Police in the Ukrainian city of Odessa said 38 people died as the result of a building fire that broke out during a clash between pre-Russian rioters and pro-government crowds, according to the Associated Press.

The violence worsened throughout the evening in Odessa. On a livestream, crowds described by reporters on the ground as pro-Russian threw Molotov cocktails from the roof of a building. Pro-Ukrainians stormed the building, which is now ablaze, and machine gun fire could be heard. Some of those trapped by the fire reportedly jumped out of the burning building. After the clash finished people began laying flags over the dead bodies in the street outside of the building.

Pravy Sektor (Right Sector), a pro-government paramilitary collective in Ukraine, published an announcement on its Facebook page earlier on Friday on the situation in Odessa, saying it had mobilized a group that “will harshly cut off any destabilising action with all available means and methods.” 

U.S. President Barack Obama and German Chancellor Angela Merkel said on Friday that harsher sanctions on Russia were possible if it interferes in Ukraine's May 25 elections.

After a meeting at the White House, both leaders reaffirmed their countries' commitment to working with the other to pressure Russia through sanctions to stop meddling in eastern and southern Ukraine and release journalists and observers from the Organization for Security and Co-operation in Europe, who are being held hostage. If Russia does not comply, Merkel said harsher sanctions would be “unavoidable.”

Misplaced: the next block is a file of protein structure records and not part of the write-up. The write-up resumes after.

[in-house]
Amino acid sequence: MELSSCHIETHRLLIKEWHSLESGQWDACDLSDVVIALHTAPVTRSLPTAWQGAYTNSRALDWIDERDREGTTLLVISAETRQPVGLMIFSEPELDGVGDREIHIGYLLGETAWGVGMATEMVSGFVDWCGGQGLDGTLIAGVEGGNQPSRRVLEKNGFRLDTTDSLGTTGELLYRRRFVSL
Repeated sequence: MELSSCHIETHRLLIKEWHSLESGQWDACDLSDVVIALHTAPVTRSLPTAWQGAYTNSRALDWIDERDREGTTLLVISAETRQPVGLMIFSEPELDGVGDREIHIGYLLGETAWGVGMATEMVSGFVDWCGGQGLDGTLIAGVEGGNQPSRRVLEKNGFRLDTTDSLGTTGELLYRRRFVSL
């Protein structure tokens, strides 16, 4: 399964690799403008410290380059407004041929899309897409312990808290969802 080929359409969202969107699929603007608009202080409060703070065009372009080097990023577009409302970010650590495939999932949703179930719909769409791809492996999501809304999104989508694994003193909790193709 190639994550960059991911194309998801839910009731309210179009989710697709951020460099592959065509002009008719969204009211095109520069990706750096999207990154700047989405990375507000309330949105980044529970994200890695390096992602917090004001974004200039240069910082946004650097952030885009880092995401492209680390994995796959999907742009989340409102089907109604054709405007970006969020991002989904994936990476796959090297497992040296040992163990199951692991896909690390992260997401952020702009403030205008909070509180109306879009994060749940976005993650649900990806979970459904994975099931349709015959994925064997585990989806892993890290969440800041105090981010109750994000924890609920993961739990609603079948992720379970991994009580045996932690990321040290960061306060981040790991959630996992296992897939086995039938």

Both Obama and Merkel said they wanted to see a diplomatic resolution to the situation in Ukraine, but would have no option other than to move forward with harsher sanctions if Russia did not exercise restraint. The next round of sanctions, Obama said, would target certain sectors of the Russian economy and would “include greater costs,” affecting investment in the country.

But Obama said the sanctions would most likely not hit the oil sector.

“The idea that you are going to turn off the tap … I think is unrealistic,” he said.  “But there are a range of approaches that can be taken not only in the energy sector but in the arms sector.”

As Obama and Merkel were holding their press conference, the U.N. Security Council met in New York to discuss the escalating violence in Ukraine, where clashes have turned deadly in the southern port of Odessa.

U.S. Ambassador to the United Nations Samantha Power said her country was "outraged" at Russia’s intervention in Ukraine and its unwillingness to comply with international law. Powers said though Russia can exercise its veto in the security council, “it cannot veto the truth.”